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The Psychology of Unlimited Medical Leave: An RCMP Story

Nov 04

Royal Canadian Mounted Police (RCMP) members have been provided with, unusually for these trying economic times, a very generous, fiscally unsound, and organizationally perplexing medical leave policy.  The policy has allowed RCMP members unlimited (paid) medical leave.  That’s right, you who have a limited number of sick days, extended health benefits, and long term disability have read correctly.  When this policy is combined with the fact that RCMP managers, and senior executives, are not bound by any collective agreement governing the working conditions of their employees, you have a recipe for disaster.  The benefit is attractive to the membership and works reasonably well when the concern is an injury or illness; in most of these cases members return to work when healed or feeling better.

The disaster recipe, in short, involves management abuse of workers, who are then forced to take advantage of the medical leave policy and go “O.D.S.” (off duty sick).  In these cases the concern is related more to a workplace conflict, abuse or harassment; and in frustration with the absence of a formal, functioning, process designed to resolve the conflict and return the member to work, the member goes “O.D.S.” (sarcastically referred to by management as “O.D.M.”…off duty mad).  The absence of a functioning grievance process leads the member down the black hole of unlimited medical leave; that has lasted for months or even years.  And in answer to your anticipated question, yes they are being paid for the entire time.

The focus of this article is not on the dysfunctional medical leave policy (that we are told will be changing) but on the psychology of those RCMP members who have gone “off duty sick”.  If these members suffer any “mental disorder”, it is a normal reaction that is in response to a clearly “identifiable psychosocial stressor”; that is, their unresolved abuse, conflict, or harassment in the workplace.  The symptoms of this reaction tend to persist until the stressor is resolved.  As there is no process for resolving these members’ complaints and returning them to work, they have no idea how long a period away from work they will spend.  (If you are wondering about the RCMP’s existing grievance process, the previous Commissioner admitted that the abysmal time it takes to deal with members’ grievances is a, “systemic problem that has an impact on members and morale”).  Many believe that nothing has changed under Mr. Paulson’s reign.  So, in effect, a member’s time “off duty sick” can not only be unlimited but also uncertain.  For RCMP members in this situation, it is next to impossible to foresee whether or when, if at all, this day to day anxiety-ridden existence will end.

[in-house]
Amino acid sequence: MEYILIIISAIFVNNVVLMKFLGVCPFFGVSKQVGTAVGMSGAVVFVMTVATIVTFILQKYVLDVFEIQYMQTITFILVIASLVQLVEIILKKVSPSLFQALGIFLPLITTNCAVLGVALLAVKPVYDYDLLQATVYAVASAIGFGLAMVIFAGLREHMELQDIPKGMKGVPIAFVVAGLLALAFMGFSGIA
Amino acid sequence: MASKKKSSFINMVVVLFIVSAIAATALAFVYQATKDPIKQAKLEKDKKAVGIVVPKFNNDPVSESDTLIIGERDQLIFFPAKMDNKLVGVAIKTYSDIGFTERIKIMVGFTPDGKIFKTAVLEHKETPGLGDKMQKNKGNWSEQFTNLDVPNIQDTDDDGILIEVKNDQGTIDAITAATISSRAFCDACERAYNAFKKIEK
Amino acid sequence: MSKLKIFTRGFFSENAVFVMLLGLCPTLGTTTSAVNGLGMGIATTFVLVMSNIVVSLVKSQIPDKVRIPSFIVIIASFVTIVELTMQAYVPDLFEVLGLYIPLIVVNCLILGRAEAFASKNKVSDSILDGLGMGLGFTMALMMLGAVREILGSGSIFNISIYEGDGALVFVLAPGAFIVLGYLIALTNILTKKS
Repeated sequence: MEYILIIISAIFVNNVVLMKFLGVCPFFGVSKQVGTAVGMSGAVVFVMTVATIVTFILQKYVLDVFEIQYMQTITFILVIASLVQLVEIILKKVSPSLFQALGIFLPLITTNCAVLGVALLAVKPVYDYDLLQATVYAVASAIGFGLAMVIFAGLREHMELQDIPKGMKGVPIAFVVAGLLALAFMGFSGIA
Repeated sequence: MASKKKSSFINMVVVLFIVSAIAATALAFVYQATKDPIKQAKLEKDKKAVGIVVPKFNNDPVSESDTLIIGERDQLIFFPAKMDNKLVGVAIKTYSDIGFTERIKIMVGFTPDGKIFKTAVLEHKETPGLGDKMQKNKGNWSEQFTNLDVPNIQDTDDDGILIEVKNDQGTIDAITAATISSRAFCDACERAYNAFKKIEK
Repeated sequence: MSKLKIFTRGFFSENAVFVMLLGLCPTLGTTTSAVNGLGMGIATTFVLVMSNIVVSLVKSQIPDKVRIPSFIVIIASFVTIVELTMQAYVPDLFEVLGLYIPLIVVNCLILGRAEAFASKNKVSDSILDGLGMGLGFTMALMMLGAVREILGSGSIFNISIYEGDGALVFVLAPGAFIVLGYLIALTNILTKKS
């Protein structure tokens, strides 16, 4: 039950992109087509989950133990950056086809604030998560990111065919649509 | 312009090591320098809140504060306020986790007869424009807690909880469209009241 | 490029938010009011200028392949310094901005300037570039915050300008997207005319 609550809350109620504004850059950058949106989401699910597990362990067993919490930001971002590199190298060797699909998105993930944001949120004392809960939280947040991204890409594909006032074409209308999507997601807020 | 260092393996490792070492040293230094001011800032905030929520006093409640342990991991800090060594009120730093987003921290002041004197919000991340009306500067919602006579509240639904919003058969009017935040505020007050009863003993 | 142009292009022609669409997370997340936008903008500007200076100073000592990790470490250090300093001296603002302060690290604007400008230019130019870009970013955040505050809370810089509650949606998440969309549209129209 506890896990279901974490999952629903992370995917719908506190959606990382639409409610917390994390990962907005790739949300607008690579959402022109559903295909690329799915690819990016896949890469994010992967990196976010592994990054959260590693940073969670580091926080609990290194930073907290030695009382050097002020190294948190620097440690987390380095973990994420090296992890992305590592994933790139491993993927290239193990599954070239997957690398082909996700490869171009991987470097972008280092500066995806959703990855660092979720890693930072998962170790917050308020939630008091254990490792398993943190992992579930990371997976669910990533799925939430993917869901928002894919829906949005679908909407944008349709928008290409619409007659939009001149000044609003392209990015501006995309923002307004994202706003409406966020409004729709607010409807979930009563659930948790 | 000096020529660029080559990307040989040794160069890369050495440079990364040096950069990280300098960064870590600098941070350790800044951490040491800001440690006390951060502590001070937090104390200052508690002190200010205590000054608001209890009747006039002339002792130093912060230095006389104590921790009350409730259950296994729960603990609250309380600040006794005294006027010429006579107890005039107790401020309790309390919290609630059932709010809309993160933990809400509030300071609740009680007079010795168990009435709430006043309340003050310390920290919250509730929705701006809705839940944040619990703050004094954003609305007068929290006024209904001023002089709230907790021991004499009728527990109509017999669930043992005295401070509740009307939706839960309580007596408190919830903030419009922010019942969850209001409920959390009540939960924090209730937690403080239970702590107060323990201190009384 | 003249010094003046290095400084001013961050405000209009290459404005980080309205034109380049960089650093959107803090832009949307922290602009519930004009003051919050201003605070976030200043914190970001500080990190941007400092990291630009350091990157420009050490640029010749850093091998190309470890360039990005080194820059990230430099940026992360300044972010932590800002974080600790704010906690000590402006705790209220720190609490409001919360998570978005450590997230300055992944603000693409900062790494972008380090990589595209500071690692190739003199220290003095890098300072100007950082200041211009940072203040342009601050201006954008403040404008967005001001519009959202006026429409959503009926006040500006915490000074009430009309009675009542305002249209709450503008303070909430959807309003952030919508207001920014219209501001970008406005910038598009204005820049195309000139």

Royal Canadian Mounted Police members who cannot see the resolution of their complaints, or the end of their time on medical leave, give up aiming at long term career goals.  They cease looking into the future at job satisfaction, specific job related interests, promotion, and retirement.  The entire structure of their inner lives undergoes a significant change.

The type of existence experienced by these RCMP members resembles that of unemployed workers and prisoners.  Research work has shown that these populations suffer from a peculiar form of deformed time.  Their experience of time is one where a small unit of time, like a day for example, that is filled with moment to moment anxiety and fatigue, can seem endless.  Whereas a larger time unit, like a week, seems to pass much more quickly.  It is not uncommon for these RCMP members to comment that a day, in their lives, lasts longer than a week.

I have had clients, of this type, who reported they feel as if their careers are without any meaningful future.  They regard their career path as washed out, never to be restored.  This sense of a foreshortened career can be affected by additional factors; with regard to time, it is the uncertainty of a resolution to the conflict and the return to work; with regard to space, it is the narrow limits of their existence.  Life outside the house becomes unclear without their sense of identity.  Things associated with their office, or detachment, seem out of reach and in a sense unreal.  Police people and activities, all the usual business of the police universe becomes dreamlike and foreign.